It started at 1:38 am. I know this because it was my one-year old’s second waking of the night and I checked the clock. I could feel a weird dryness in the back of my throat. I noted it while Aidan nursed, then went back to sleep five minutes later when he did.
At 4:03, again nursing Aidan, I noticed the dryness had turned to minor pain. Shit. I was getting a cold.
I’ve never had the opportunity to track so diligently the onset of a viral infection. I guess I can add that to the list of gifts I’ve gotten from my son’s frequent wakings.
I meant that sarcastically — you know, gifts like permanent black circles around my eyes and chronic mush for brains — but actually, there are true gifts, like sweet time spent with him and witnessing his maturing ability to put himself back to sleep. Last night’s “gift” could be considered genuine because, believe it or not, I hauled my exhausted butt out of bed to down vitamin C and spray my throat.
Unfortunately, it doesn’t seem to have helped. I definitely feel sicker this morning.
But last night, at 4:32 (Aidan was up again… He had a rough night), I got to thinking about why I was getting sick.
Yes, of course, I know. The cause of my sore throat was/is likely a virus. But there are viruses around us all the time and mostly, I don’t get sick. (Though, I have to admit, I’ve gotten sick SO much since Aidan was born.) (Probably another gift from those frequent wakings.) So, why this time? Why now?
The usual answer to that question (yes, it’s a habit of mine to ask and has been since my parents taught me to as a kid) is I’m doing too much and I need to slow down. Another common one is that something is making me deeply sad and I need to more consciously grieve. As a kid, it was often about being afraid or otherwise wanting to avoid something. Getting sick has always been tied closely to my emotional state, and it’s nearly always serving some purpose.
Well, when I asked myself this question last night, as my little son slurped comfort as fast as his mouth could go, a super clear and immediate answer surfaced: I’m upper limiting myself.
A few months ago, my business coach recommended I read a book called The Big Leap by Gay Hendricks. It resonated so deeply I near fell over from the vibration. The premise is this: In the scope of human history, we have only very recently begun to enjoy relative ease of living. The vast majority of our existence has been fraught with frequent and life-threatening peril (think starvation, exposure, saber tooth tigers…). Consequently, we are not wired, in a literal, evolutionary way, for trusting our good fortune and reveling in good feelings. Such goodness, in fact, freaks us out, and we do all manner of things to bring ourselves back into more familiar (and therefore, comfortable) feelings like worry, doubt and dissatisfaction. Hendricks proposes that we each have an upper limit to how much goodness we can tolerate and, when we exceed that limit, we do stuff to bring ourselves back under the line, stuff like worry obsessively, criticize ourselves and others, deflect compliments, hide significant feelings… and get sick.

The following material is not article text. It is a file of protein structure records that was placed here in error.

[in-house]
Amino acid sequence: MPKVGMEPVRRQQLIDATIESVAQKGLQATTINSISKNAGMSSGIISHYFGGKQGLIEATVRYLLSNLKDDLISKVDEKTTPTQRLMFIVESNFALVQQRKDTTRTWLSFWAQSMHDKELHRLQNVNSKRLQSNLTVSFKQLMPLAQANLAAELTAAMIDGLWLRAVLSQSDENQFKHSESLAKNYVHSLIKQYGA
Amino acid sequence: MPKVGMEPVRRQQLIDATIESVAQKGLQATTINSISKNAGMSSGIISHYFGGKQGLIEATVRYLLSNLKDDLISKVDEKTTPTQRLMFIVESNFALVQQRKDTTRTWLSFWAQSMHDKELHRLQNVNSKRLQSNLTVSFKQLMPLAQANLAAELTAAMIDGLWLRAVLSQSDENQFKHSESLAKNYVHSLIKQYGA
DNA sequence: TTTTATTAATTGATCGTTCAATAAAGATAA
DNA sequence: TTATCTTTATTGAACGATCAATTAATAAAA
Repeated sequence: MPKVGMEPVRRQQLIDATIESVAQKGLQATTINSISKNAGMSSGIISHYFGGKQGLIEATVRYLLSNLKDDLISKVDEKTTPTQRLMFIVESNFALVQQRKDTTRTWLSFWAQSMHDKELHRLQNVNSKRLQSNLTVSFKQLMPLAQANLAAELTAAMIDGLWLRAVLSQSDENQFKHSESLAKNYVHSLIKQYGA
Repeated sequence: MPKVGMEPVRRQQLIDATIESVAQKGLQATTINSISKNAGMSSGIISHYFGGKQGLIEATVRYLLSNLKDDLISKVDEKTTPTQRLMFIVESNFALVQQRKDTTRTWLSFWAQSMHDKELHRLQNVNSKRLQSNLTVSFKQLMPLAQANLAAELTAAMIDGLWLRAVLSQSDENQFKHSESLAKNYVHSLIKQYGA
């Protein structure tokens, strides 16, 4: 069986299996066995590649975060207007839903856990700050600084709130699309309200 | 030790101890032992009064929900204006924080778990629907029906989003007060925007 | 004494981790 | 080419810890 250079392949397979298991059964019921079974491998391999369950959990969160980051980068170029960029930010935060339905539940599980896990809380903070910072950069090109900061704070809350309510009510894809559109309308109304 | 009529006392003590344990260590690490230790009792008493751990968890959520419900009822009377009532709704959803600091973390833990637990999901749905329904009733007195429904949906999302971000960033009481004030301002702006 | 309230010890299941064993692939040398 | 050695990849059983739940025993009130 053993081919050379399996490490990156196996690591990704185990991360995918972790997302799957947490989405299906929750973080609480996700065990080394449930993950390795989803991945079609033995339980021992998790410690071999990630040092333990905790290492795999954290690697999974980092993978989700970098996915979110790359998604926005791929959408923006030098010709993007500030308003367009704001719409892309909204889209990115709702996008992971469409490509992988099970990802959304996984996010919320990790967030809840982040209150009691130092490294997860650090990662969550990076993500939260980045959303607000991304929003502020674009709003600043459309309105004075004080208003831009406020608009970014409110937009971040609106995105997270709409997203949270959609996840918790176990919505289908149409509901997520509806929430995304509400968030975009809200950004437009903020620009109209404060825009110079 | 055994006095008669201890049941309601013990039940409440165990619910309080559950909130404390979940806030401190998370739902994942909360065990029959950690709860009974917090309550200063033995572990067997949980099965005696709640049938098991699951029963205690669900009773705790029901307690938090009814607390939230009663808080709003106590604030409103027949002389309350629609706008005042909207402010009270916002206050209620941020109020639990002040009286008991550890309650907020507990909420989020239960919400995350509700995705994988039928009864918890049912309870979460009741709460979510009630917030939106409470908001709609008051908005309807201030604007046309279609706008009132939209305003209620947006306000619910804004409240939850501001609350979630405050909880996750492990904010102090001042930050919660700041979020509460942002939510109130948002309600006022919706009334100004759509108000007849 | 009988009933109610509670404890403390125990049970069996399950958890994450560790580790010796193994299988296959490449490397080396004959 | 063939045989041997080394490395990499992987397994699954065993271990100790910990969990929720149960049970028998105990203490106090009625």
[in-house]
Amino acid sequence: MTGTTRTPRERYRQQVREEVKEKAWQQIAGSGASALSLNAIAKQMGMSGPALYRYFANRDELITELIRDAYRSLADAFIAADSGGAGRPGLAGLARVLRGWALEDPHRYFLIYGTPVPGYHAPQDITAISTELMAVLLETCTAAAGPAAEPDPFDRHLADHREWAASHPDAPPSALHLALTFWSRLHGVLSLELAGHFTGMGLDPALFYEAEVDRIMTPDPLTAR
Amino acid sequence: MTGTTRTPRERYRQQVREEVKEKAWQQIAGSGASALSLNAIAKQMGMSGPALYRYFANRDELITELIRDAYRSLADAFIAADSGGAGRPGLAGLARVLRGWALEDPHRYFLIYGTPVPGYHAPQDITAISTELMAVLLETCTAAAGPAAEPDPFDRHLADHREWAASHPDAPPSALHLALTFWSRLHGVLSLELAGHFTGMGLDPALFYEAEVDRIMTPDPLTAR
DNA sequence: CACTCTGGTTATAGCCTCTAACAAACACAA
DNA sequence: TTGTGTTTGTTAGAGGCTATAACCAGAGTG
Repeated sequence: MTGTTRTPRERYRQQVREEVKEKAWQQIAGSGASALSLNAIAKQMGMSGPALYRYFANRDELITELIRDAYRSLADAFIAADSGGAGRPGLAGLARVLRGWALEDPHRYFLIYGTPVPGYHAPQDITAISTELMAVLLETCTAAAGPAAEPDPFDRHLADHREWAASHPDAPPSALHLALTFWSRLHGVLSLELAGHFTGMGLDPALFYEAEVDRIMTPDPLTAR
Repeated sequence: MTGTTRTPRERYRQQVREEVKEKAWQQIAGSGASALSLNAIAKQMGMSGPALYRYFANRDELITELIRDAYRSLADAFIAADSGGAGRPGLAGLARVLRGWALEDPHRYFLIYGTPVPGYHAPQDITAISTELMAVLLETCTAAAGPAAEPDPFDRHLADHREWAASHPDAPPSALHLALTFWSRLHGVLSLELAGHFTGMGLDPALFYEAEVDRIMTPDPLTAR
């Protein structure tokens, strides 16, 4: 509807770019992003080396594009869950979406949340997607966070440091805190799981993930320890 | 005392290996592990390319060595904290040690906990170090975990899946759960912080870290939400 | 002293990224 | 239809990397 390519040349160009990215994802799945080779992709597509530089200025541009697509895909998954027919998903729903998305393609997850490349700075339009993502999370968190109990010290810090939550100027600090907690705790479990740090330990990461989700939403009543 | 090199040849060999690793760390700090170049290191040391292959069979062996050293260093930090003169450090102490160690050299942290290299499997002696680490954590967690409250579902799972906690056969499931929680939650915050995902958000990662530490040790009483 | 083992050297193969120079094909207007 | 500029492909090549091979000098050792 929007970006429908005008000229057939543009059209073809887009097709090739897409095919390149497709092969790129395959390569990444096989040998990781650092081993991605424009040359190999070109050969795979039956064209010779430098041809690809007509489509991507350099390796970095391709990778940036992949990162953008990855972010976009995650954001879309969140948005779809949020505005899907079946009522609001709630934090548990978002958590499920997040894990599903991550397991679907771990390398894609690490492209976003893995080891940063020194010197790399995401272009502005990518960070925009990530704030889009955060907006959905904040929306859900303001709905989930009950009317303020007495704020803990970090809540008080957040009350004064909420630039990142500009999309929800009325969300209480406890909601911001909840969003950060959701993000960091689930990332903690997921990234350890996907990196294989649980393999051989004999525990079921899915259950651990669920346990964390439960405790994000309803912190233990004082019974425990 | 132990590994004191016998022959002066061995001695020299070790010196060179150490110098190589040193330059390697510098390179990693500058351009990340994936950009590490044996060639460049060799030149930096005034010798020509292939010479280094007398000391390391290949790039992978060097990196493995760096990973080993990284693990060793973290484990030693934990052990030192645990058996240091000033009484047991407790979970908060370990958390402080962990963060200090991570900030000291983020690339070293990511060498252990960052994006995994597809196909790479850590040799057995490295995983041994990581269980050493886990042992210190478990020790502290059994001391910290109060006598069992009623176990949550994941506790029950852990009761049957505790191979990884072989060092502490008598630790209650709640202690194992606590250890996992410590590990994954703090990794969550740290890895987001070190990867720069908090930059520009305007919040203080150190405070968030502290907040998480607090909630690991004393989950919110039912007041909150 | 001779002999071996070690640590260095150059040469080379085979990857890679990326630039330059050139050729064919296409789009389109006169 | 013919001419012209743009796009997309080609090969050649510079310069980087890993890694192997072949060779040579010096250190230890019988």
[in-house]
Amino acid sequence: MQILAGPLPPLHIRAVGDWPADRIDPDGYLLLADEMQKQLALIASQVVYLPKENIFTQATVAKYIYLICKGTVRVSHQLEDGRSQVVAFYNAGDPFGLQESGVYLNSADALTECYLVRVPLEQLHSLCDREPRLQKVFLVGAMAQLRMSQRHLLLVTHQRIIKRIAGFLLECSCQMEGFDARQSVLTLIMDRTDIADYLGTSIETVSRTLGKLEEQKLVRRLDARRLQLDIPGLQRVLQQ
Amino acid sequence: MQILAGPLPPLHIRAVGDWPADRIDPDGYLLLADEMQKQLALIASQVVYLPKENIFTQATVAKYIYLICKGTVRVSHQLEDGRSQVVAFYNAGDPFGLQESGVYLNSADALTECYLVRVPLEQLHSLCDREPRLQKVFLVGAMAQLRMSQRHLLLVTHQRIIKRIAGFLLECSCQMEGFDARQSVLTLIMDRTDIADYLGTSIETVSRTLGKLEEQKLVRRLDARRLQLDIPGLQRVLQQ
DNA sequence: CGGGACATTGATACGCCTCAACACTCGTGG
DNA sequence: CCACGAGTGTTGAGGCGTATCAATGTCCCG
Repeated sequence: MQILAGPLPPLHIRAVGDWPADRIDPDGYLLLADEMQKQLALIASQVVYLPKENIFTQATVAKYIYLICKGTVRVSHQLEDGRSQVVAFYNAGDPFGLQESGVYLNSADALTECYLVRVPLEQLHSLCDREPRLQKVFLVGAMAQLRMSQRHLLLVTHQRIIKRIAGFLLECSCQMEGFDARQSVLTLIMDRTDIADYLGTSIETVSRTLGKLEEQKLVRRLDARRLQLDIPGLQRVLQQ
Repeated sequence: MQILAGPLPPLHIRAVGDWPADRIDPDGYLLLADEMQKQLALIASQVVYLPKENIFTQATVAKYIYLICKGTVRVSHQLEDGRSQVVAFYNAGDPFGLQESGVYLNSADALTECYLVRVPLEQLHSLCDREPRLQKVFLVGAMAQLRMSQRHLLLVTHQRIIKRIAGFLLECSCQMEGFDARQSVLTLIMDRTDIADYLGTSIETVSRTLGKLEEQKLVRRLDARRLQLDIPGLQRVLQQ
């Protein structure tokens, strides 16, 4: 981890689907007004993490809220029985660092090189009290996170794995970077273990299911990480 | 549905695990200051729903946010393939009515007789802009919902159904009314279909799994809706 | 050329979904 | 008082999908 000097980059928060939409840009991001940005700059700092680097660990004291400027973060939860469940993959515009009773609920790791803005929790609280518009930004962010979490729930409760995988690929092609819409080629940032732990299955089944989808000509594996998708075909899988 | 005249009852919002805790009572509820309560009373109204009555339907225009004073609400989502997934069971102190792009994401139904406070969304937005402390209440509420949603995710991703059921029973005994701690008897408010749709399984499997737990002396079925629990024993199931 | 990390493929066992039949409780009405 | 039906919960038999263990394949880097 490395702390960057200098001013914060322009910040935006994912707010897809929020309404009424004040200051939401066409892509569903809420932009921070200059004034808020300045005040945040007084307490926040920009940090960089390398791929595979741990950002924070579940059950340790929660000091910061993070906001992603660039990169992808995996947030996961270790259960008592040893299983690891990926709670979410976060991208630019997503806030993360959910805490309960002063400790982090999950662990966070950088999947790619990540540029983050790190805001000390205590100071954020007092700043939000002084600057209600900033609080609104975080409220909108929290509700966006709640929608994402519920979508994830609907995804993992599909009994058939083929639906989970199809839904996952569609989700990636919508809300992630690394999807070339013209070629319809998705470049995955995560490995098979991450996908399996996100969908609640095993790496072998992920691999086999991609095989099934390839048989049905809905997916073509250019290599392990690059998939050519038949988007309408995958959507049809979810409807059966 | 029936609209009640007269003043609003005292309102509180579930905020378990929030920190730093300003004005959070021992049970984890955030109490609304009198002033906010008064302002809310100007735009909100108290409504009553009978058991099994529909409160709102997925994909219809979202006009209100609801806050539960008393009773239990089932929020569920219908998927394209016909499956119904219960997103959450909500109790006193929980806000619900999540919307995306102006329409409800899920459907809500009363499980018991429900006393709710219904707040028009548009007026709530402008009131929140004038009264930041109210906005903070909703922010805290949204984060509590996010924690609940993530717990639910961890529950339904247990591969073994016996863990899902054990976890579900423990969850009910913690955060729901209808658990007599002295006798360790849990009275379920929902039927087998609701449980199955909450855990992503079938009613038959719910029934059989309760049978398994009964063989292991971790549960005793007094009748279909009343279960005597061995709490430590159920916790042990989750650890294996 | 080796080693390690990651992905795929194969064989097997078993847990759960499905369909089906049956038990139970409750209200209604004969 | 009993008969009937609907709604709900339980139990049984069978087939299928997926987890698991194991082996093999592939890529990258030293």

Well yesterday, I was feeling REALLY good. With a nod to Elastigirl and Edna as my copilot, I was exercising my super powers and taking steps to live my purpose. And I was LOVING it. I think the word I chose in last night’s blog was “exhilarated.” So a few hours later, when I discovered myself getting sick, it seemed incredibly (pun intended) clear. I’d crossed my upper limit and it was time, according to my ancestral programming, to pull back.
In fact, if I look back on the last few hours of my evening, I can already begin to see it. First, I was craving (and eating!) cookies. This is unusual for me. I typically don’t eat white sugar and if I have something like a cookie, it’s one or two tops. But last night, I kept going back to the fridge, one cookie after another.
Well, the reason I don’t normally eat stuff like that is because I feel crappy when I do. Sure, there’s twenty seconds of pleasure in my mouth, but then I feel jittery and spacey long after. But last night, even though I was feeling the effects of my mini-binge, I kept going back for more. Seems kind of obvious, in hindsight, that that crappy feeling was, in fact, the point.
Then, after staying up too late (new rule: no Facebook before bed), I had an impulse to take some Vitamin C before I turned in. And I talked myself out of it. That’s the one that really gets me. I mean, seriously, what good reason is there for not taking a little Vitamin C when you’re feeling a bit off? But I squashed the thought almost before I’d finished thinking it. Hard to believe feeling yucky wasn’t actually my subconscious goal.
And here’s the real kicker. As I was thinking about this in bed last night, I did what Hendricks recommends when you catch yourself “upper limiting.” I turned my attention to all the good feelings I’d been having and practiced savoring them, just sitting in them and stewing for as long as I could. And every time I did, I’d find myself taking a glorious deep breath and the soreness in my throat would vanish.
Of course, the moment I stopped consciously focusing on enjoying my good feelings, the soreness would return. And I couldn’t keep that up all night. I eventually fell asleep (as did Aidan, thank heavens). But all these things put together have me fairly well convinced that this little bug is merely a brave soldier in service to my upper limit.
I’m hoping that realizing that will, at least, shorten the duration and severity of whatever I’ve got. It has already empowered me to get my butt in gear and start pumping all the goodies I use to fight colds.
And one thing’s for sure. Embedded memories of saber tooth tigers aside, I’m going to spend as much time as possible indulging all those good feelings. Because that’s the only way to raise the upper limit. And I really want to feel good, more and more of the time. There’s really no reason not to.